A magnificent, majestic multi-winged eagle-like bird native to the state of Arizona, the Thunderbird that Newt brings to America to release him back into the wild is called Frank. ‘He’s very much an American bird,’ says Eddie Redmayne.
‘When I find him before the film starts, he’s in Egypt, where he had been trafficked, because Thunderbirds are incredibly valuable. He has this extraordinary quality that he can sense danger. Also his mood is reflected by the weather, so if he’s frightened or excited then the rain pours.’
White in colour with multiple shimmering wings, a gold beak and eyes, the Thunderbird was based on an early Occamy concept. ‘The idea was he’s the all-American eagle. You could imagine him at the top of a totem pole,’ says VFX supervisor Christian Manz.
A Thunderbird can also control the weather, generating storm clouds as it flies, with lightning sparking off its wings. ‘The blood flow across his feathers creates the impression of cloud-like patterns moving through him,’ continues Manz.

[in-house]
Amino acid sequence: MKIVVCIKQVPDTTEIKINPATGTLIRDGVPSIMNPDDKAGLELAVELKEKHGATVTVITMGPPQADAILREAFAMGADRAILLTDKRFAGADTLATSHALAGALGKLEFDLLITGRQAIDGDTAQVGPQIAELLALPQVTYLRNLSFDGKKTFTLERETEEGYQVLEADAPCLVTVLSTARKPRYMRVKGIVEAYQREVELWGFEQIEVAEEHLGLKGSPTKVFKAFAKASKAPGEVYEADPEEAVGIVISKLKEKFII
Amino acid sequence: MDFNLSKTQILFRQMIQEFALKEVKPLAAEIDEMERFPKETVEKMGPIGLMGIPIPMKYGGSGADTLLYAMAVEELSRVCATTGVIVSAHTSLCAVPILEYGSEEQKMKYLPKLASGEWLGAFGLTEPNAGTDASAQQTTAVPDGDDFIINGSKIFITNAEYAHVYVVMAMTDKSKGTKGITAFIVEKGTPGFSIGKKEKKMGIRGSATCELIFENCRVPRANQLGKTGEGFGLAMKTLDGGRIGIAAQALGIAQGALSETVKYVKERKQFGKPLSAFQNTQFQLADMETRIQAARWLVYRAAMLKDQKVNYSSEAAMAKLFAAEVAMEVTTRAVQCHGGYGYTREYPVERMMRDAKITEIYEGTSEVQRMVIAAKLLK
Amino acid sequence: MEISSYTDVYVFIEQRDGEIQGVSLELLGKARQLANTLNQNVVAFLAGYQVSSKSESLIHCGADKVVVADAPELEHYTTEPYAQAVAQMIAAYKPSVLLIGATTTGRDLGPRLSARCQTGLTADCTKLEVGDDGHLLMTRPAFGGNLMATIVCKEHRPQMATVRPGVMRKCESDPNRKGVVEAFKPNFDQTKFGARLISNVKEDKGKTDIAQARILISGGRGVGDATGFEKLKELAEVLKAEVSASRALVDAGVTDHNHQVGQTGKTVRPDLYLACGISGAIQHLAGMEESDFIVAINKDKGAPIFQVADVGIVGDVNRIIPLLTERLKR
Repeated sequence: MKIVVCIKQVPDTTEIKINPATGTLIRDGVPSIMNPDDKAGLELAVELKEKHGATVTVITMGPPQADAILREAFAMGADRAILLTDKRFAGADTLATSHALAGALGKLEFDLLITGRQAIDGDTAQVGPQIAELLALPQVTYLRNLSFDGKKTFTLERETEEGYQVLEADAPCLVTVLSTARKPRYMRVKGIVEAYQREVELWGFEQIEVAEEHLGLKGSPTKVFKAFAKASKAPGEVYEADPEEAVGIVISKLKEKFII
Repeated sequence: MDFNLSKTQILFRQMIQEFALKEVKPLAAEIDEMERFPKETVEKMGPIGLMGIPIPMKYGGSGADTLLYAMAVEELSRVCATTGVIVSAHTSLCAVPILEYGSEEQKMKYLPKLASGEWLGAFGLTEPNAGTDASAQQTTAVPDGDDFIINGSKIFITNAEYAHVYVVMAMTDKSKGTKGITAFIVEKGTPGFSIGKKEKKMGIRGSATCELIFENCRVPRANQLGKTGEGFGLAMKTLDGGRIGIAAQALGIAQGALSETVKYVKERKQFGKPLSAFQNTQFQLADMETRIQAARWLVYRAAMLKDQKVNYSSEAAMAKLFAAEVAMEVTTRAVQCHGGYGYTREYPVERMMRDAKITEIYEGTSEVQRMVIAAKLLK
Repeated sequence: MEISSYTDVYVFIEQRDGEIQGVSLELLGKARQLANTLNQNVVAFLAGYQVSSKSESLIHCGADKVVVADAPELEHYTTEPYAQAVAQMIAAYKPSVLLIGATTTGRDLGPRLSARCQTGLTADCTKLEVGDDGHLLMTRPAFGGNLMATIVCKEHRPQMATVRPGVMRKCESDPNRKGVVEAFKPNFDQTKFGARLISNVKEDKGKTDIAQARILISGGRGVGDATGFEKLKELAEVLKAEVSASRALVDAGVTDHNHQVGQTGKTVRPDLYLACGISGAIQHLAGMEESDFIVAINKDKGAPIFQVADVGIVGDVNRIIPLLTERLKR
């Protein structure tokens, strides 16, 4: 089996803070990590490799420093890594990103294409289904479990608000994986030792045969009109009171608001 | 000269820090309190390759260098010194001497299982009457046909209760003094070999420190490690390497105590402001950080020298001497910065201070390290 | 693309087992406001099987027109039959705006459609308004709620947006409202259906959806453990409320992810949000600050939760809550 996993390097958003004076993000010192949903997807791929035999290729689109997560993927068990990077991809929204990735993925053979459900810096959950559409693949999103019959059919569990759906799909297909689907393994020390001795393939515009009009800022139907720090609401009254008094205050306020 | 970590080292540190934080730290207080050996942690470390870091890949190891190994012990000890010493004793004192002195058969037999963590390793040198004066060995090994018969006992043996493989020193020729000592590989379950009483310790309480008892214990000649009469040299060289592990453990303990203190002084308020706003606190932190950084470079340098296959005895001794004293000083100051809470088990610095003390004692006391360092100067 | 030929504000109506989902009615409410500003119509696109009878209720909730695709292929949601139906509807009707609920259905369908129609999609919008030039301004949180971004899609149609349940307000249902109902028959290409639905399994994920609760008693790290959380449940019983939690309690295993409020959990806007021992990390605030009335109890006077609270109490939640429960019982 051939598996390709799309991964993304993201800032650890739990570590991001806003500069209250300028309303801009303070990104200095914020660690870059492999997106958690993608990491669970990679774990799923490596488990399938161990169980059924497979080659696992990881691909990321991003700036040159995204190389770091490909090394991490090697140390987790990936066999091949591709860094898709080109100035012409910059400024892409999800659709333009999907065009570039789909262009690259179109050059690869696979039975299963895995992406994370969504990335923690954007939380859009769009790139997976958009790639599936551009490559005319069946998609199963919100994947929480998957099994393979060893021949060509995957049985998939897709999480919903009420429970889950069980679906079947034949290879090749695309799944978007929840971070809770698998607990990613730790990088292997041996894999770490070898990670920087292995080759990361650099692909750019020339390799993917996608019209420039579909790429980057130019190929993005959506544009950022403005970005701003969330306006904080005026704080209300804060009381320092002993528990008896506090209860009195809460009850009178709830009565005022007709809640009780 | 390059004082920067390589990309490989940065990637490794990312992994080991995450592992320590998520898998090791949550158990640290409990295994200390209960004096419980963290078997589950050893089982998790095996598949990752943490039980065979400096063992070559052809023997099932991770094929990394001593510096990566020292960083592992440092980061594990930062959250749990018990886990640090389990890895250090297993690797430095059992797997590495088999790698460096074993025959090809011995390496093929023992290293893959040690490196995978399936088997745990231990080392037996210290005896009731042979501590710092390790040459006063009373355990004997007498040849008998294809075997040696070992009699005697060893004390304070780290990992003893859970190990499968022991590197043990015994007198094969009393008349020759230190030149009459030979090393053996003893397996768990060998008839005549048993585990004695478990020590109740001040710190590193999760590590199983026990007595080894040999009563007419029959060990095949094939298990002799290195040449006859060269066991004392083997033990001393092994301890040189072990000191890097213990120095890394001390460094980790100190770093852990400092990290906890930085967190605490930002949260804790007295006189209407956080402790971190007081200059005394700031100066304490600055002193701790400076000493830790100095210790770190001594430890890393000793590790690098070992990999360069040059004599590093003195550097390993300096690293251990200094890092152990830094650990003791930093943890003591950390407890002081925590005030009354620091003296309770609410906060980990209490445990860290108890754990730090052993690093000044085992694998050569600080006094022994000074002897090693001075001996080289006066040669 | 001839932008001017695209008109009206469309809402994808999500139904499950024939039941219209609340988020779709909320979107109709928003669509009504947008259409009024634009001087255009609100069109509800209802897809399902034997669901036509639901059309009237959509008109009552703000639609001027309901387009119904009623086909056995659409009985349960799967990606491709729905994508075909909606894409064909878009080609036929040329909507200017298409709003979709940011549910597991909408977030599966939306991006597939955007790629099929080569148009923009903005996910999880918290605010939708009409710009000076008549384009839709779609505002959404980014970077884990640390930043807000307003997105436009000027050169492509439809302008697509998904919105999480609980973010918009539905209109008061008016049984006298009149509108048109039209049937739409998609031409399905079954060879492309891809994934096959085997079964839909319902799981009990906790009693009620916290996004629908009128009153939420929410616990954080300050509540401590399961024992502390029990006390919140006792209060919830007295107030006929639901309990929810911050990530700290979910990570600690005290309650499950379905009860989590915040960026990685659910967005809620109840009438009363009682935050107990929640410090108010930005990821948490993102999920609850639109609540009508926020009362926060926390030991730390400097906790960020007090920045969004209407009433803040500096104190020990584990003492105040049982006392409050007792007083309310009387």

‘And when he is creating sunlight, his wings act almost like a stained-glass window with the light beaming through them. Rain does not come from him directly, but as he is flying and beating his wings, he is drawing water vapour in and around him to create clouds and, therefore, rain.’
Read more behind-the-scenes facts in The Case of Beasts: Explore the Film Wizardry of Fantastic Beasts and Where to Find Them, from HarperCollins.